Light rail comes in under budget

The ACT is poised to make its first payment on light rail within days, although construction is expected to come in under budget.

However the final figure will not be known for weeks.

The Gungahlin to Civic line will finally open to the public on Saturday after more than 1000 days of construction.

ACT Chief Minister Andrew Barr and Transport Minister Meegan Fitzharris preview the light rail for community members on Thursday. Photo: Sitthixay Ditthavong

ACT Chief Minister Andrew Barr and Transport Minister Meegan Fitzharris preview the light rail for community members on Thursday. Photo: Sitthixay Ditthavong

Canberra Metro has missed out on millions of dollars in availability payments after the contracted completion date of December 21 came and went.

But Chief Minister Andrew Barr said the government would make the $375 million capital contribution within a business day or so of operations getting under way.

"That will see us pay down a significant part of the debt and then we make the equivalent of mortgage payments I guess over the intervening period that cover the rest of the capital as well as the operations maintenance," Mr Barr said.

However the overall construction figure is expected to be lower than the $707 million set out in the project's business case. That figure had been revised down from a previous estimate of $783 million.

Asked whether the delayed start had helped bring the project in under budget, Transport Minister Meegan Fitzharris said: "Not really".

"One, I think the market has changed since then so we're very mindful of that," she said.

"We [also] had a really good team who selected a really good bid. It was a very competitive process and they gave us a very competitive price and they've been able to deliver on that so the team has managed the project well in close partnerships with Canberra Metro."

Transport Canberra director general Emma Thomas said the cost of the project had been managed well.

"It wasn't obviously in a place where we could have launched it in December, but that being said, we had always projected in our business case that it would be sometime in 2019, so the fact that things had pushed into that was something that we could understand and accept," Ms Thomas said.

Ms Fitzharris said the transparency and engagement was "without a doubt" greater on the light rail project than any other in Canberra's history, and better than most other projects around the country.

She said a review would be released within six weeks that would have firmer figures on how the project performed.

But Mr Barr said the government's expectations had been "exceeded" in terms of the transformation of the Northbourne corridor.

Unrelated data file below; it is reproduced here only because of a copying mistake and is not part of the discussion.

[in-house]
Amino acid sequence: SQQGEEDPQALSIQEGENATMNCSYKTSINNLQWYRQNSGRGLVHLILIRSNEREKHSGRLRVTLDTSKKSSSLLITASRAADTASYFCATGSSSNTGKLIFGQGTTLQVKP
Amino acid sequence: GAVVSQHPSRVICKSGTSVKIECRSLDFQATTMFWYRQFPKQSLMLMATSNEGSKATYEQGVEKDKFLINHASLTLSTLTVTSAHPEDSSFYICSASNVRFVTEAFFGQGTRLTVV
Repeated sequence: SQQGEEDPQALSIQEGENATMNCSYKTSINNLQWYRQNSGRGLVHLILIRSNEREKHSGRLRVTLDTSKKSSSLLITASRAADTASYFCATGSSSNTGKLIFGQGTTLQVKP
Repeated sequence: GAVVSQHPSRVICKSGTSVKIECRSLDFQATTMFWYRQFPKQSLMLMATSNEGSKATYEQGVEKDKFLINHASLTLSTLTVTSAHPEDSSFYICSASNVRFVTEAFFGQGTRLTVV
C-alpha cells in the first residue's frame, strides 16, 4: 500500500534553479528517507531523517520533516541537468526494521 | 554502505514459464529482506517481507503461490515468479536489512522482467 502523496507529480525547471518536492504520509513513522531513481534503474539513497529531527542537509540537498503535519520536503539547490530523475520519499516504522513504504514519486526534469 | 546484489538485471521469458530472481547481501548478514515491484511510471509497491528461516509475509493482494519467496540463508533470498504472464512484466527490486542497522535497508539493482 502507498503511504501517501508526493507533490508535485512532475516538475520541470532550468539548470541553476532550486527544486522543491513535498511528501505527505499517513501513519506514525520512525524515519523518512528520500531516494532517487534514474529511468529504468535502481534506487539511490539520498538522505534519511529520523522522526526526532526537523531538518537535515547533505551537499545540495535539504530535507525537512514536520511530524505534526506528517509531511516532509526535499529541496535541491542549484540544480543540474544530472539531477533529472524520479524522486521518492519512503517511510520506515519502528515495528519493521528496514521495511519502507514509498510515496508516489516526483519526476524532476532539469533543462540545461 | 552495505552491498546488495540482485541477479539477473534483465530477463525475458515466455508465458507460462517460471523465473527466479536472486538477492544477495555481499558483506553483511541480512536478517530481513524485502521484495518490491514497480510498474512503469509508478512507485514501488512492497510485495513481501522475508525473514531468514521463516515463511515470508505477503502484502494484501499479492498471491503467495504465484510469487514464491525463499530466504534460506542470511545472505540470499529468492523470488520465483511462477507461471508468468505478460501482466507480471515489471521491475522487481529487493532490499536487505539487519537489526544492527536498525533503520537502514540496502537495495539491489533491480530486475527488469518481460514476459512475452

"We have obviously anticipated that the publicly owned, the government held, sites would transform but the rate at which the private sector have responded has probably exceeded our expectations. We thought it would happen eventually but it's happened a bit quicker than we thought," he said.

"It's not the first time the Northbourne corridor has changed. It has already in my lifetime, so when I first came to Canberra it had gone through a replanting of the trees that were cut down in this round ... so it is an avenue that has seen change over the last 100 years and this is its next evolution."

Ms Fitzharris said the light rail itself was of an exceptional quality.

"We've got lots of other institutions that are about being a world class city but we didn't have a good public transport network and we now have a world class public transport network," she said.

Transport Canberra deputy director general Duncan Edghill said the public-private partnership with Canberra Metro had performed well.

"The PPP model has done two things. One, it's meant that Canberra Metro who have done this before are the ones who are managing that risk, and they are better placed to manage that risk," Mr Edghill said.

"And then the second thing it's done is it has provided the commercial framework where everyone has an appropriate incentive to deliver the project not only safely but as promptly as they can while minimising disruption to the ACT community. So for stage one, I think PPP was absolutely the right decision."

However Mr Edghill said the procurement for the second stage of the project could work differently.

"I think the way that we approach it from a procurement and delivery process might be a bit different to the way we delivered for stage one. I think, particularly getting light rail around Parliament House and then down Adelaide Avenue, it means there will be a lot more design and perhaps more early works that happen, before we get the Commonwealth planning approval, that allows the rest of the project to continue."

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